California launches strategy to restore salmon population
(CN) — California Governor Gavin Newsom announced a new strategy Tuesday to restore the state's ailing salmon population.
"Salmon are an integral part of our shared history in California," said Newsom in a written statement. "We’re doubling down to make sure this species not only adapts in the face of extreme weather but remains a fixture of California’s natural beauty and ecosystems for generations to come.”
California still has four major species of salmon: Chinook, coho, pink, and chum. Winter-run Chinook salmon, or king salmon, are listed as endangered by the federal government. Spring-run Chinook are listed as threatened, but the Biden administration is considering a move to list it as threatened.
Once believed to have numbered in the millions, salmon populations have dwindled drastically in recent years due in large measure to climate change and resulting droughts, which are wreaking havoc to various habitat all over the western United States. Officials have said they are worried about a "cohort collapse."
Biologists for the state and federal governments have taken to capturing juvenile spring-run salmon and breeding them in captivity, just in case the populations disappear completely from rivers and streams. Last year, the federal government took the rare step of canceling the salmon fishing season near California's coast.
Newsom's strategy will depend on a wide range of initiatives, such as removing a number of dams in the Central Valley.
"In the Central Valley, large dams were built starting in the early 1900s on almost all major rivers," according to a report by the governor's office, which lays out the details of the new salmon strategy. "Those dams now block salmon access to over
90% of their historical spawning and rearing habitat higher in mountain streams."
The largest dam removal in U.S. history is already underway in California — one obsolete hydroelectric dam on the Klamath River was removed last year, and three more are slated for removal this year. The entire project, according to Newsom's press release, would restore "nearly 400 miles of once-blocked river to salmon, steelhead, lamprey and other native fish species."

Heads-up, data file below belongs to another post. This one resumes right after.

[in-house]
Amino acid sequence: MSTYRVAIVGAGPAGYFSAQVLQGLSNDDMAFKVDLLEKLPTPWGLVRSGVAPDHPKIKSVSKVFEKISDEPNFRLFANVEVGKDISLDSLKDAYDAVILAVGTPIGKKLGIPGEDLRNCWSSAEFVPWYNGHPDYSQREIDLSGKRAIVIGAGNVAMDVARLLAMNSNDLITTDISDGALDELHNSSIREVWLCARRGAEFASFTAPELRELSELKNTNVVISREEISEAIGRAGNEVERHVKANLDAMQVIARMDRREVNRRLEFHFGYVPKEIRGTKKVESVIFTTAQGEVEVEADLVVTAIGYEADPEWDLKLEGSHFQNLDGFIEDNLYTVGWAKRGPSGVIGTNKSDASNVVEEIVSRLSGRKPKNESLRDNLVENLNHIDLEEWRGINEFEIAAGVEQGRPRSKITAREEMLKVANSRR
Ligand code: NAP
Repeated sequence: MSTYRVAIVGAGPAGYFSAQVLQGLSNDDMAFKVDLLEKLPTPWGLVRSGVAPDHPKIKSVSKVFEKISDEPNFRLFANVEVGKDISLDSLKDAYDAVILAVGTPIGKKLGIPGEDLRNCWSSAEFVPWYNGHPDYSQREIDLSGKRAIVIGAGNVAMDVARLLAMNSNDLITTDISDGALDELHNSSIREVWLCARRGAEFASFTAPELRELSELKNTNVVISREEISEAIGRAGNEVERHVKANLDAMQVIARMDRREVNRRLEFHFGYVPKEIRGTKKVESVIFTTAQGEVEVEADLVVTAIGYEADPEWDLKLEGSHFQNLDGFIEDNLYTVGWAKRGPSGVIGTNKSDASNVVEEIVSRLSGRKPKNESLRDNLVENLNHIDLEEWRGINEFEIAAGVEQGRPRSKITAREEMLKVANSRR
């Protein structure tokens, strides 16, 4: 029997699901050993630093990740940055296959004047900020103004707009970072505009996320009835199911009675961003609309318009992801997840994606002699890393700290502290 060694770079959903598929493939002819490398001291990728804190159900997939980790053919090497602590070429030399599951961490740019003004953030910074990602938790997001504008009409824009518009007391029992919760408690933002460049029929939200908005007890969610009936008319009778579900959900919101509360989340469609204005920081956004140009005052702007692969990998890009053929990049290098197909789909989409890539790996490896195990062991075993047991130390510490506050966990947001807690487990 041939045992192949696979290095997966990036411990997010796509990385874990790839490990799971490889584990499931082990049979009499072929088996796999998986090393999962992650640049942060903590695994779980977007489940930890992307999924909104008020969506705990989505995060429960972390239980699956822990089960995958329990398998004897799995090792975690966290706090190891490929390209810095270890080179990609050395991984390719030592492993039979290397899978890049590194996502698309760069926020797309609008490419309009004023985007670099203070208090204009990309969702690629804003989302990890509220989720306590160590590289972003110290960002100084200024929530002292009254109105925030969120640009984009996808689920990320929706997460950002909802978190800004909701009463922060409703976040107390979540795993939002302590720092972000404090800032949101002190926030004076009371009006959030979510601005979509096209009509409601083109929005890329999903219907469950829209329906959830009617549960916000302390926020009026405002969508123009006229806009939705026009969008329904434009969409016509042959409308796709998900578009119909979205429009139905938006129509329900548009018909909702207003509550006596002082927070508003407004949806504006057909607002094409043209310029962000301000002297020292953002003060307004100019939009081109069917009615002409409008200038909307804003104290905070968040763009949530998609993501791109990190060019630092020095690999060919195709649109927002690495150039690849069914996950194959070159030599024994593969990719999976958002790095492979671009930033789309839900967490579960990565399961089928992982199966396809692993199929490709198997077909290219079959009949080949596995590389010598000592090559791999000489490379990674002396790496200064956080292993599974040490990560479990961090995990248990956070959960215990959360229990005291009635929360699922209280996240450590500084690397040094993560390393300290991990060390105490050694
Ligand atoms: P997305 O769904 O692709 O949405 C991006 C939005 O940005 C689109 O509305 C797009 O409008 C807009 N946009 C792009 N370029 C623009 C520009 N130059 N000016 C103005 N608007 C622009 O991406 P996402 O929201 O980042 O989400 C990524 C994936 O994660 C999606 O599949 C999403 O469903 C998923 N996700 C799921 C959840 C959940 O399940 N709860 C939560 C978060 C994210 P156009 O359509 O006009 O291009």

Other initiatives include reintroducing salmon to parts of various rivers, modernizing hatcheries and injecting fish with thiamine, or Vitamin B, which researchers believe is deficient in some salmon populations due to shifting ocean conditions. The state will also begin restoring roughly 3,000 acres of tidal wetland near where the Sacramento River drains into San Francisco Bay.
In his announcement, Newsom said that the state had already spent $796.4 million in the last three years on restoring salmon population. In December, the Biden administration earmarked $1 billion for salmon restoration in the Pacific Northwest, which will mostly go to projects in Oregon and Washington state.
Jeff Miller, a senior conservation advocate at the Center for Biological Diversity, said in an email that Newsom's plan has "laudable goals to address the many threats to salmon in California’s rivers," but dismissed the announcement as "lip service" when taken along with Newsom's continual support of the delta tunnel project — a $15 billion plan to build a massive tunnel to carry fresh water from the northern part of the state southward, to the Central Valley and Southern California, where the effects of climate change are most sharply felt.
"These projects will wreak havoc on sensitive ecosystems and drive Central Valley salmon runs toward extinction," said Miller. "If Newsom really wants to help prevent a drier, hotter future for California salmon, he’ll abandon the delta tunnel and Sites Reservoir projects.”